White House looks to downplay U.S., Israel spat

President Barack Obama meets with Israeli Prime Minister Benjamin Netanyahu, Monday, March, 5, 2012, in the Oval Office of the White House in Washington.
AP Photo/Pablo Martinez Monsivais

(CBS News) WASHINGTON - The White House is trying to downplay a diplomatic squabble between the U.S. and Israel. That squabble led to a one-hour phone call between President Obama and Israeli Prime Minister Benjamin Netanyahu late Tuesday night after Israeli officials complained that he was being snubbed by the White House.

On Sunday, and then again on Tuesday, Netanyahu railed against the U.S. for not taking a tougher stance on Iran's nuclear program.

"If Iran knows that there is no red line, if Iran knows that there is no deadline, what will it do? Exactly what it is doing," he said. "It's continuing without any interference."

Then came reports in the Israeli press that the White House had turned down a meeting request when Mr. Obama and the prime minister attend the United Nations General Assembly in New York later this month. "They're simply not in the city at the same time," the White House explained.

This would be the first time that Netanyahu has come to the United States as prime minister and not met with the president.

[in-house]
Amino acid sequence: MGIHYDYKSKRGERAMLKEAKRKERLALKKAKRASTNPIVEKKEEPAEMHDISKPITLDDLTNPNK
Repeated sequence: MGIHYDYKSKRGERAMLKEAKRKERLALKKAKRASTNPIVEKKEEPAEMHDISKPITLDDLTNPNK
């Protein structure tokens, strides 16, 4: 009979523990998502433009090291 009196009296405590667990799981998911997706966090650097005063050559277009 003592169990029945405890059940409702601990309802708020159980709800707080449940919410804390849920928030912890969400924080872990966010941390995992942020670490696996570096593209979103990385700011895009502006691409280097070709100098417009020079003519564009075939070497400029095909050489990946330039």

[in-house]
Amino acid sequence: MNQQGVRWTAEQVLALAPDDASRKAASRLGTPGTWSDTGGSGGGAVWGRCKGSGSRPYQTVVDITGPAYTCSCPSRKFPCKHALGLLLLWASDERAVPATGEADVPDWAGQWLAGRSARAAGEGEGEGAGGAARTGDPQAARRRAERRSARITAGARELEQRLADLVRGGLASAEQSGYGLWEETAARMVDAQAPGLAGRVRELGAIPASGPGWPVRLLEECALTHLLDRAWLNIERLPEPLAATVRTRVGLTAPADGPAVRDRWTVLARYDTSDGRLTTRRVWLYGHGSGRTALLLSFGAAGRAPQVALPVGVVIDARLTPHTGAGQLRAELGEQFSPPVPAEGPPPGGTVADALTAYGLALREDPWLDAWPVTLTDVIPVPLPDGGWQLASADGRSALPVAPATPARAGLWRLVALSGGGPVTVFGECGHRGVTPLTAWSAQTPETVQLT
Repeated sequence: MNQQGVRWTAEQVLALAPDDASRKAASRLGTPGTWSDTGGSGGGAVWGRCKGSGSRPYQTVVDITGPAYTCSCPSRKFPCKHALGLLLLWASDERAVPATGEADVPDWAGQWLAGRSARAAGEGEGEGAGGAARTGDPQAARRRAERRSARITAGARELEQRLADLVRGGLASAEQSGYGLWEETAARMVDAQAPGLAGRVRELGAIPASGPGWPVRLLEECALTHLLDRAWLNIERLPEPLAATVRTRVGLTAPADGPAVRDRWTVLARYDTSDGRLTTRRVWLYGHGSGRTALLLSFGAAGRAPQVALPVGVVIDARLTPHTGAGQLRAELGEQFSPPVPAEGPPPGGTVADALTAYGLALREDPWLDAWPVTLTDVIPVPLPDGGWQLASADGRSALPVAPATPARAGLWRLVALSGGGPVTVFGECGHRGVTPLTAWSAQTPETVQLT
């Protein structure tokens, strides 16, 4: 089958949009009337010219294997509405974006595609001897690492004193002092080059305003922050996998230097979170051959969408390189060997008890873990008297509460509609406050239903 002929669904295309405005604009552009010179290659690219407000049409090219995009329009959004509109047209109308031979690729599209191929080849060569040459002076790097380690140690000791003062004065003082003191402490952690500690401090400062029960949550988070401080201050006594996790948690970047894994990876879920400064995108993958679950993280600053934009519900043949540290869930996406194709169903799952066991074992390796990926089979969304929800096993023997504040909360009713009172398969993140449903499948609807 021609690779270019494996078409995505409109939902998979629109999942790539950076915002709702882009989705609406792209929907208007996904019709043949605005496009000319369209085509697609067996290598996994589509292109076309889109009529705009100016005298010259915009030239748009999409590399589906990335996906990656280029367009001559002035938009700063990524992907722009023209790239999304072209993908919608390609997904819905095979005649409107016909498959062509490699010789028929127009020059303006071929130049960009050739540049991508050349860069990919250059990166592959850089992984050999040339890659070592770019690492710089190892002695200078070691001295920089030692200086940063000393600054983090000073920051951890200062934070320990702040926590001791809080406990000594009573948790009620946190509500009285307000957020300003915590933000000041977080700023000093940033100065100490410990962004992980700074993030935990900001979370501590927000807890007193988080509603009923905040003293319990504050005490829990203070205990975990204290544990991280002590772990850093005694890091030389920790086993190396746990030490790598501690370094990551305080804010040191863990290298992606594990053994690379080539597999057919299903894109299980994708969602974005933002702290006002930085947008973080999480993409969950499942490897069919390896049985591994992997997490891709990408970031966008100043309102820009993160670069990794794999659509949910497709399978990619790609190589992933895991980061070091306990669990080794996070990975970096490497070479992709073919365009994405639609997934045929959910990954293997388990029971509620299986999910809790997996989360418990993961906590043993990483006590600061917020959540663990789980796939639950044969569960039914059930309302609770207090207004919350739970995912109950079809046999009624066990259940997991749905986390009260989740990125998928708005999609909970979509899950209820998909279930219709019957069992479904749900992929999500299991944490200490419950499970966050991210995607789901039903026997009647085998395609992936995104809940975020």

The two have had their tense moments before. In an Oval Office meeting last year, Netanyahu appeared to lecture the president on Israeli security. He said at the time, "So Israel obviously cannot be asked to negotiate with a government that is backed by the Palestinian version of al Qaeda."

In recent weeks, the U.S. has sent multiple representatives to meet with Netanyahu to assuage Israeli concerns that it is taking the Iranian nuclear threat seriously.

Former Ambassador to Israel Martin Indyk says the administration's displeasure with Netanyahu's recent rhetoric is understandable. He said, "In these circumstances, it would be the better part of wisdom for the prime minister to tone it down and for the president to go ahead with the meeting."

There is a political component to all this as well so close to the presidential election. Several Republican senators on Tuesday criticized the White House for failing to set up a meeting with Netanyahu. The president hasn't been to Israel since taking office four years ago. That's something that the Israelis often point out while his opponent, Mitt Romney, did visit Jerusalem earlier this summer and had a very friendly meeting with the prime minister.

For Nancy Cordes' full report, watch the video in the player above.

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    Nancy Cordes is CBS News' congressional correspondent.